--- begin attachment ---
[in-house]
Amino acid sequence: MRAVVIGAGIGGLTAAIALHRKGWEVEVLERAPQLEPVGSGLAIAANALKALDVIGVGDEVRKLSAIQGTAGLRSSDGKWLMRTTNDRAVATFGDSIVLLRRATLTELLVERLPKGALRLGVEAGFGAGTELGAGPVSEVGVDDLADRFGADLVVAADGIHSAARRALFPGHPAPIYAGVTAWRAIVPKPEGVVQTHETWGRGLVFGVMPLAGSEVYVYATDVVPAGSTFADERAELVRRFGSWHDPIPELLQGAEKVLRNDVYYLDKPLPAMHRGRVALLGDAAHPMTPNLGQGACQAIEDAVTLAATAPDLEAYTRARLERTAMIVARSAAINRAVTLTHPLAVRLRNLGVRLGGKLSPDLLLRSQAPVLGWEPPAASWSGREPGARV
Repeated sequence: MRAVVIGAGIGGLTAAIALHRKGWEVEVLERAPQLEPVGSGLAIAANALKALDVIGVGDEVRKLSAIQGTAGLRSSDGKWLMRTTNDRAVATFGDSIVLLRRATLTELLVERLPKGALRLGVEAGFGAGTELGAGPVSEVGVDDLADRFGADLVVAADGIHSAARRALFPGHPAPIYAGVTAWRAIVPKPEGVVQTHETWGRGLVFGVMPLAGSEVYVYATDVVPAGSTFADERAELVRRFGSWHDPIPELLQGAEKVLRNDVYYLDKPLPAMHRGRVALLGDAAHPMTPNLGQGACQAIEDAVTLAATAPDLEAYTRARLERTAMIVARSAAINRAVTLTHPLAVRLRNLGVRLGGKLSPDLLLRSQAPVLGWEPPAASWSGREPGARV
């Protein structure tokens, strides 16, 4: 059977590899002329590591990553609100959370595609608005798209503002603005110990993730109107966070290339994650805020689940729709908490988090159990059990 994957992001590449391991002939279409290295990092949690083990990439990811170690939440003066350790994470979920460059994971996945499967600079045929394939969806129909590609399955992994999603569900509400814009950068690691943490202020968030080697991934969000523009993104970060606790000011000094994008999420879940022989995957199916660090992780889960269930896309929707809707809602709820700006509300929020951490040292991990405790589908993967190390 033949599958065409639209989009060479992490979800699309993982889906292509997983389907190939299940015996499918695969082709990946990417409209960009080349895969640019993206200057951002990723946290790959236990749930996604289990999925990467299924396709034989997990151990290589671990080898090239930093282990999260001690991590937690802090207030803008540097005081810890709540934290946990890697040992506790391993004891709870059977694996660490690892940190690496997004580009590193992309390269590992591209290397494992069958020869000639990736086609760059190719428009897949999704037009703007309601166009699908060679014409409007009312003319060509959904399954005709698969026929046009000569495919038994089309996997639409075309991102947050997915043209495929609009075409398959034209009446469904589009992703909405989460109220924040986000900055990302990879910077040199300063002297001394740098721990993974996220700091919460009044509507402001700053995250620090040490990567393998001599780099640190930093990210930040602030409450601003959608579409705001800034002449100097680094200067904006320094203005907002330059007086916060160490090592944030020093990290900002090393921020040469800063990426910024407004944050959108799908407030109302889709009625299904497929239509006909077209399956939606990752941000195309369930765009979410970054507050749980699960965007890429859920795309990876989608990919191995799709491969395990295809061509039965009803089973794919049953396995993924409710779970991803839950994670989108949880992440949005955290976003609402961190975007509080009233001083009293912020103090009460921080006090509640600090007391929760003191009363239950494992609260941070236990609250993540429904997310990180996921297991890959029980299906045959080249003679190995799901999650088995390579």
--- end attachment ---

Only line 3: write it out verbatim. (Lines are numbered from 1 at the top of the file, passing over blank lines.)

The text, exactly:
Repeated sequence: MRAVVIGAGIGGLTAAIALHRKGWEVEVLERAPQLEPVGSGLAIAANALKALDVIGVGDEVRKLSAIQGTAGLRSSDGKWLMRTTNDRAVATFGDSIVLLRRATLTELLVERLPKGALRLGVEAGFGAGTELGAGPVSEVGVDDLADRFGADLVVAADGIHSAARRALFPGHPAPIYAGVTAWRAIVPKPEGVVQTHETWGRGLVFGVMPLAGSEVYVYATDVVPAGSTFADERAELVRRFGSWHDPIPELLQGAEKVLRNDVYYLDKPLPAMHRGRVALLGDAAHPMTPNLGQGACQAIEDAVTLAATAPDLEAYTRARLERTAMIVARSAAINRAVTLTHPLAVRLRNLGVRLGGKLSPDLLLRSQAPVLGWEPPAASWSGREPGARV